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MarknessMonster

Amiable Jeeper
City
Western
State
CO
#4
...There are through-holes in the bottom edge of the (windshield) frame here to allow these screws to get up into the frame and then they go through smaller holes into the top itself to cinch it down. ...There are three in total, one on each side and this one in the middle.
View attachment 28795
If I am viewing the photo correctly, it's difficult to understand why the factory didn't cut the square "access" holes in the windshield more professionally. A round hole-saw would have made a cleaner cut at the photographed location. I wonder if these tops were installed by the Alaskan postal service, and not AMC, and if they all have square-type access holes as pictured.
 

bigwalton

Picture cravin' AK Postal nut
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#5
If I am viewing the photo correctly, it's difficult to understand why the factory didn't cut the square "access" holes in the windshield more professionally. A round hole-saw would have made a cleaner cut at the photographed location. I wonder if these tops were installed by the Alaskan postal service, and not AMC, and if they all have square-type access holes as pictured.
No. As I mentioned, it's a replacement windshield frame and I cut that hole with a Dremel. IIRC, I cut a round hole but didn't clear enough and I had to widen it out. Very difficult hole to try to locate blind when working by myself. At the time I didn't have a die grinder and it was easier to use a cut off wheel to make it square. I was disappointed at the quality of the frame I ended up with and I was just spray bombing it anyway, so I wasn't worried about the holes. You don't see them in use unless you're down in the footwell looking up or have the windshield folded down anyway.
 

AK-RWC

Legacy Registered User
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City
south central
State
AK
#6
(bigwalton note: I didn't even realize that this was't my post when I went through to edit this, my apologies to @AK-RWC! It looked just like my top obviously, so I rolled on with the edits)

Separating the sides/roof
To get the side panels apart from the roof panel, you have to dig the foam out along the seams to access the sheet metal screws going through the upper flange of the side panels up into the roof panel. This is the upper rear corner. You can see the rust that had started around these screws. I broke more than a couple of them trying to get them out and the entire flange had rust going between the panels.


This shot is down the right side of the Jeep, again you can see the rust on the screw heads.


Finally, there's a screw between the rear door upper trim and the roof panel on either end. You can remove the top by just pulling these screws or you can remove the rear door upper trim piece completely by finding the third screw in the middle and removing it. I would recommend removing it as this trim panel becomes the lowest thing on the underside of the roof and it could easily be damaged when moving/storing the roof panel.


When the roof panel is separated from the sides, you find the rubber gasket that goes between them. I don't have a photo of it separated from the roof panel because I leave this gasket connected to the roof by the mounting plate for the rear door upper trim (you can see it still attached in the bottom center of this photo. It's similar to the mounting plates for the side door upper trim panels where the trim piece slides into a slot along the outer edge of the mounting plate.

Getting this gasket realigned properly when reinstalling the top is the biggest PITA of the whole process. unlike the tub gasket, which sits flat on the top of the tub, this sits slightly angled on the top of the side panel and wants to slide off easily. It also goes down over the "drop" in the roof/sides, further complicating the install.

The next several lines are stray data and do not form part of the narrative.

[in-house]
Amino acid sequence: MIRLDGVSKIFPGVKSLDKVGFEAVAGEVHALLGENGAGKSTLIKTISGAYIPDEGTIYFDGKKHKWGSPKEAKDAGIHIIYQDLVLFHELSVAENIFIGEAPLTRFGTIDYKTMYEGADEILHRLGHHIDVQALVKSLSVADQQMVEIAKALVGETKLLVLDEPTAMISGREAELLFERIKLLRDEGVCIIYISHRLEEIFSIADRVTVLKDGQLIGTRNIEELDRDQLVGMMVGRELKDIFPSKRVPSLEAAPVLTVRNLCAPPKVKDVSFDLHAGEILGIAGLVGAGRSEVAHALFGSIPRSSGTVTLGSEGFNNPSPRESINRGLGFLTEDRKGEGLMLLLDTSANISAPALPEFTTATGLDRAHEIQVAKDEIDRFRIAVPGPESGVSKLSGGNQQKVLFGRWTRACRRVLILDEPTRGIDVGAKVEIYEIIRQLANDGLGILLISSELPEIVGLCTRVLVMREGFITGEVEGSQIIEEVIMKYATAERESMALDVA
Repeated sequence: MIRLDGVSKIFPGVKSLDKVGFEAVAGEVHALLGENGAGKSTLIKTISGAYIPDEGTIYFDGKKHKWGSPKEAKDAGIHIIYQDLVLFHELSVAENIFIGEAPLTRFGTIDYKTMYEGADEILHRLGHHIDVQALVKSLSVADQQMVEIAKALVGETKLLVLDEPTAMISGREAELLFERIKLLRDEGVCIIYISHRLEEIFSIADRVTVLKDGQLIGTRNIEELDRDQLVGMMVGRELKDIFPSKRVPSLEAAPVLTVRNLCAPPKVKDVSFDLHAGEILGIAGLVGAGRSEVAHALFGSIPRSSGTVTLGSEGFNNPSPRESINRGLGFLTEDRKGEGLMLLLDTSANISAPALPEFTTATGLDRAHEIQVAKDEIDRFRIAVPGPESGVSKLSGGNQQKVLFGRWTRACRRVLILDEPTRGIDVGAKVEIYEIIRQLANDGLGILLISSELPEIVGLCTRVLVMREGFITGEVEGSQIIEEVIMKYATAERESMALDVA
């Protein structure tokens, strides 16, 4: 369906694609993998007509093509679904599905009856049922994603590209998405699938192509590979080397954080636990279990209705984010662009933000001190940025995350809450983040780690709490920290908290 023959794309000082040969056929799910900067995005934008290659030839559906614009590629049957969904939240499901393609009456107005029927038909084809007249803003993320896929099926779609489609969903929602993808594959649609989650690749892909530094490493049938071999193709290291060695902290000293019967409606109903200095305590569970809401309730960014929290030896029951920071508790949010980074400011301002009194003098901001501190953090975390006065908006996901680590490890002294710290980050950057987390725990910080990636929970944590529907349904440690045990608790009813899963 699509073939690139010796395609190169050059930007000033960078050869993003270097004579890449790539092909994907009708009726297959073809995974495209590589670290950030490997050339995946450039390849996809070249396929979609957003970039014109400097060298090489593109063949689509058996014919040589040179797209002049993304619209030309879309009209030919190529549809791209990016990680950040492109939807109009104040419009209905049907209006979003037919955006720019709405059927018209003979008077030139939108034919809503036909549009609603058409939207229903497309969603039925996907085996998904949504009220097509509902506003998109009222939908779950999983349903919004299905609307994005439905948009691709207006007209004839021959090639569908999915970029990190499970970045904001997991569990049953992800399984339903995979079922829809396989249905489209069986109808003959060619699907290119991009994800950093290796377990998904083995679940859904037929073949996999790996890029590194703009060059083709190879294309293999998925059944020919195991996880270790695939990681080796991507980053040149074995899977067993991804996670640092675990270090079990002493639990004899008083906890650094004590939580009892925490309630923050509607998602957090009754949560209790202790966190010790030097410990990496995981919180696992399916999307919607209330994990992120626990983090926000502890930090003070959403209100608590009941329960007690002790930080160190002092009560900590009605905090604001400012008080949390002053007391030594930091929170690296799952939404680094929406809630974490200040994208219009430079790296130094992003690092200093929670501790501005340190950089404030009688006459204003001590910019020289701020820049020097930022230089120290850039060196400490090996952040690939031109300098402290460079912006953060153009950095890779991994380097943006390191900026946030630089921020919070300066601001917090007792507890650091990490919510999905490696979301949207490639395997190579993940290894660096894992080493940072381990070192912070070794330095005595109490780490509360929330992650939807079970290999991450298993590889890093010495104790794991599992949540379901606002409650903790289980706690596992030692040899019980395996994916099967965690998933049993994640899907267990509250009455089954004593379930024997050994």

The top of the side panels on mine are rusted pretty well, so I haven't tried any kind of adhesive/sealant to hold this on and just fight it each time. I once tried some small strips of duct tape to hold it but that didn't really help much. I generally end up having to go around and very lightly lift on the roof while pushing this gasket back up into the gap. The trick is not to push up so much that it slips out elsewhere.

In this photo, you can see that the bulb on the outside edge of the gasket is just outboard of the mounting plate, that's the way it is situated everywhere.
IMG_1536.JPG

Another shot of this gasket, it has a small bulb on one side and I think it's the same as the tub/side gasket.
IMG_1540.JPG
This is the rear door upper trim panel profile when removed.
IMG_1559.JPG

IMG_1560.JPG
 
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bigwalton

Picture cravin' AK Postal nut
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#7
Gasket detail shots

Adding some more photos, these show the tub gasket and the windshield gasket.

IMG_1537.JPG
IMG_1538.JPG

IMG_1539.JPG

IMG_1541.JPG

IMG_1543.JPG
 

bigwalton

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#8
Side door upper trim details

These are the pieces that make up the upper door jambs. There's a "mounting plate" that screws to the underside of the roof, the "upper door trim" panels that go into a slot in the outer edge of the mounting plate and then screw to the inside of the roof panel, and then the headliner retention bracket that screws to the inside of the trim plate. For the headliner bracket, the rearmost screw went through the trim panel and into the actual roof panel, so I had to remove those rear screws to get the trim panel off, but you don't have to remove the other two screws.

This is the right side set, the mounting plate on the left, upper door trim in the middle and the headliner bracket on the right.

IMG_1552.JPG

This is the front end of the upper door trim mounting plate showing the hole that's used to attach this to the windshield frame and that has to be removed before you can remove the top from the Jeep. You can see the slot on the left which is where the upper door trim piece slides in.
IMG_1553.JPG

Profile of the upper door trim panel. My thumb is where the door seal would sit when closed.
IMG_1554.JPG

This is the headliner retention bracket profile.
IMG_1555.JPG

Here's all three put together the way that they fit on the Jeep with a marked up photo to explain.
IMG_1556.JPG